Millions of Americans work a side hustle these days, and getting a second job is a great way to boost your savings (both near-term and retirement-related), pay off debt, or give yourself more freedom to spend money on leisure.

But if you're not careful, that side gig of yours could turn into an ongoing financial ordeal. Here are a few money-related hiccups you may run into.

1. Tax issues

Just as you're required to pay the IRS a portion of your earnings from your primary job, so too does the agency get a cut of your side-hustle earnings. Many people who work a second gig, however, don't realize that, and wind up owing the IRS money after the fact. When you work a side job, you're supposed to make estimated quarterly tax payments on that income; if you don't, the IRS will charge you a penalty for paying up late. So be mindful of that as you go along.

Woman typing on a laptop while sitting at a living-room table


Another thing you should know is that making money from a side hustle could push you into a higher marginal income tax bracket, which means you'll pay a higher tax rate on the share of your income that falls into that bracket. That's not a reason not to earn more, but it's something to consider nonetheless.

2. Equipment, supply, and travel costs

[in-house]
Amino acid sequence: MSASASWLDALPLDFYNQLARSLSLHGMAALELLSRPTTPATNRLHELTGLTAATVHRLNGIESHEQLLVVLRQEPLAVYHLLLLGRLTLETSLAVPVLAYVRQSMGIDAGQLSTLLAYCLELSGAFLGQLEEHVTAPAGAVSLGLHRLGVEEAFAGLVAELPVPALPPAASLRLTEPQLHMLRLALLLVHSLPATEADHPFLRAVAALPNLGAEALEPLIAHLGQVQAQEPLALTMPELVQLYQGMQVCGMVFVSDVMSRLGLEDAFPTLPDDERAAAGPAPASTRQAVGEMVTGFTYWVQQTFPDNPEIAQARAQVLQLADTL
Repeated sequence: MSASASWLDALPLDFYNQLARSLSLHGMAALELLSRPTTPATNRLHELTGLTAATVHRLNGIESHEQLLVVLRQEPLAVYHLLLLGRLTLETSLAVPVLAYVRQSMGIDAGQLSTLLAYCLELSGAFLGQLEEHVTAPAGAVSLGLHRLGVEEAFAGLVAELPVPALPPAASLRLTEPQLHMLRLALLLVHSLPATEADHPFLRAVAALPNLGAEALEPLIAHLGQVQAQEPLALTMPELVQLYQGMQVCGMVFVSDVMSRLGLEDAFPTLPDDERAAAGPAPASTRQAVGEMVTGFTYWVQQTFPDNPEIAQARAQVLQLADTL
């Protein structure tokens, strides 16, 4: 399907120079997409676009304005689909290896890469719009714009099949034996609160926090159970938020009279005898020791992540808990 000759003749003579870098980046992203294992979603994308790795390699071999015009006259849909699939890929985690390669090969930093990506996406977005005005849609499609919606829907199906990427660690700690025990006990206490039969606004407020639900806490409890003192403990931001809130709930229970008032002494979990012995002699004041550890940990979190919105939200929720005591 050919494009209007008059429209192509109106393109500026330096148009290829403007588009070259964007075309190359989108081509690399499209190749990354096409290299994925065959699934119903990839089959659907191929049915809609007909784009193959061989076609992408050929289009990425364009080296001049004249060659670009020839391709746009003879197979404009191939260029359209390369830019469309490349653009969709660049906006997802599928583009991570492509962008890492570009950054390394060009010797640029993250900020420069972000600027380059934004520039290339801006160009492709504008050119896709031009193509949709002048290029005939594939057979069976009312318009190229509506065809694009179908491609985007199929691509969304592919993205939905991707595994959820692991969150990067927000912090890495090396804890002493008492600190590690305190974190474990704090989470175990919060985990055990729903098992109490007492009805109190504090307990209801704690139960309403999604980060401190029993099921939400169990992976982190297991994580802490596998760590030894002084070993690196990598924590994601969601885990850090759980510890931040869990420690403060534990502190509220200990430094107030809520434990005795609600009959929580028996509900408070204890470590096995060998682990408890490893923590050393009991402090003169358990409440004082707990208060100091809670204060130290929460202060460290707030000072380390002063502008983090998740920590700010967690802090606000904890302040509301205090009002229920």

They say it takes money to earn money, but in some cases, the expenses you face in the course of your side hustle may not be worth the proceeds. Imagine you're a crafter who's able to sell homemade bracelets online at $20 a pop. If you spend $10 in supplies per bracelet, and another $5 on shipping, you're only looking at a $5 profit. And if it takes you an hour to create, ship, and invoice a single bracelet, that's not a great use of your time.

Be mindful of the costs you encounter in the course of your side hustle, and aim to keep them to a minimum. For example, if you're looking to blog for money and already own a laptop and pay for an internet connection, that gig won't really cost you anything. That said, any expenses you do incur from your side hustle can be deducted when you file your taxes.

3. Losing out on earnings at your main job

Ideally, your side hustle shouldn't interfere with your primary job. In reality, it might. If that second gig results in a situation where you're fielding client calls during the day, or darting out the door early rather than plugging away at major assignments, then you could wind up being passed over for a raise or losing out on a higher performance bonus. And in a more extreme scenario, you could even end up putting your job on the line.

The takeaway? Keep your side hustle separate from your main job, even if it means losing out on some downtime you'd rather reclaim.

A side hustle is a great way to boost your income and buy yourself more financial flexibility. Just be aware of the pitfalls if you're planning to hold one down.